Dubai property market region's most transparent - study

Emirates come out top of Jones Lang LaSalle report, but region lacks behind others globally

Dubai was ranked 47 out of 97 countries globally based on a range of performance measures including market fundamentals, regulation and transaction progress.

Dubai was ranked 47 out of 97 countries globally based on a range of performance measures including market fundamentals, regulation and transaction progress.

Dubai has been ranked the Middle East and North Africa’s most transparent real estate market, but the region continues to lag behind others globally, according to a new report by Jones Lang LaSalle.

Transparency levels have increased in 80 percent of the region over the last two years, with the Lebanese real estate market showing the greatest improvement, the consultant said in its 2012 global real estate transparency index.

“More needs to be done to increase the level of transparency of the market both in Dubai and across the broader region, particularly in respect of investment performance indicators and data on market fundamentals,” Craig Plumb, head of research for Jones Lang LaSalle MENA, said.

“The lack of progress on these areas in recent years has contributed to the low level of investment activity and the oversupply that is currently being experienced in some sectors of the market.”

Transparency levels are expected to improve in the next few years as policy makers recognise the importance to both foreign and regional investors, added Plumb.

Dubai, hit hard by the global economic downturn, which saw real estate prices decline by over 60 percent, has introduced several measures aimed at better protecting investors.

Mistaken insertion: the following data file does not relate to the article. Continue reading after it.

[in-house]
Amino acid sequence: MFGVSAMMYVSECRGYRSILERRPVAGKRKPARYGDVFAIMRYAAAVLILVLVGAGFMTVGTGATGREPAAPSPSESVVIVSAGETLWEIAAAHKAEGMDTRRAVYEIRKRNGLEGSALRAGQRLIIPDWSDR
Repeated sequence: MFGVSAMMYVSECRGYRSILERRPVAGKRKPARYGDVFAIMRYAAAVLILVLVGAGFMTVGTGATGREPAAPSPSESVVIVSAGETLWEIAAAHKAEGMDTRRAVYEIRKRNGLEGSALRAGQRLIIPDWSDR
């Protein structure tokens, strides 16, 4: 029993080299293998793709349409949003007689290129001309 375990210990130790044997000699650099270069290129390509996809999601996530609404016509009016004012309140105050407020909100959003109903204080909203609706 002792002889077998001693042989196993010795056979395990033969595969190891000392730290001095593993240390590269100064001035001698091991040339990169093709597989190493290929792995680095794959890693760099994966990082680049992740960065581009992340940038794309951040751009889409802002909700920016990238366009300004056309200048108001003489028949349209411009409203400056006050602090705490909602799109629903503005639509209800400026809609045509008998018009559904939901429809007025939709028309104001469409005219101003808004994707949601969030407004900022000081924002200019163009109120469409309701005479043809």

Investors in theory will be able to seek full refunds if a developer fails to provide a unit or service within a specified time frame, according to a proposed investor protection law announced in April.

Dubai was ranked 47 out of 97 countries globally based on a range of performance measures including market fundamentals, regulation and transaction progress. The emirate was closely followed by Abu Dhabi at 52.

Neighbouring Gulf states Bahrain (63), Saudi Arabia (64), Kuwait (67), Qatar (72) and Oman (74) continue to trail the UAE.

Egypt was the only market globally to experience a decline in transparency, Jones Lang LaSalle said.

“Progress following the revolution of 2011 has been extremely slow and the vacuum created by the lack of a constitution is adding to the present sense of uncertainty and lack of transparency,” noted the report.

“The deterioration in transparency has been manifest in areas such as financial reporting, property taxation, uncertainty of planning regulations and lack of clarity of land title,” it added.

The US topped the global survey while Sudan was ranked least transparent, according to the research.

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Posted by: Olivia Davies

I've found this to be a really interesting article. With the Dubai property market now recovering, I will definitely be considering investing.

Posted by: Red Snappa

I would say that this report only undermines the credibility of the authors, claiming transparency calls into question the opinions and honesty of every wronged investor who has added his or her despairing voice to the prolifia of property articles published on AB. The volume of noise made on the subject of no property, no refund no hope is simple deafening.

In return one could also call into question the quality of the observational skills of the analysts who were prepared to put their names to such a preposterous claim, time to pursue an alternative career path methinks. It would be far more revealing to produce a study of the true number of buyers that have been cheated and how much money cash they have been deprived of potentially pending through the courts, which would transmit a more valid impression of transparency.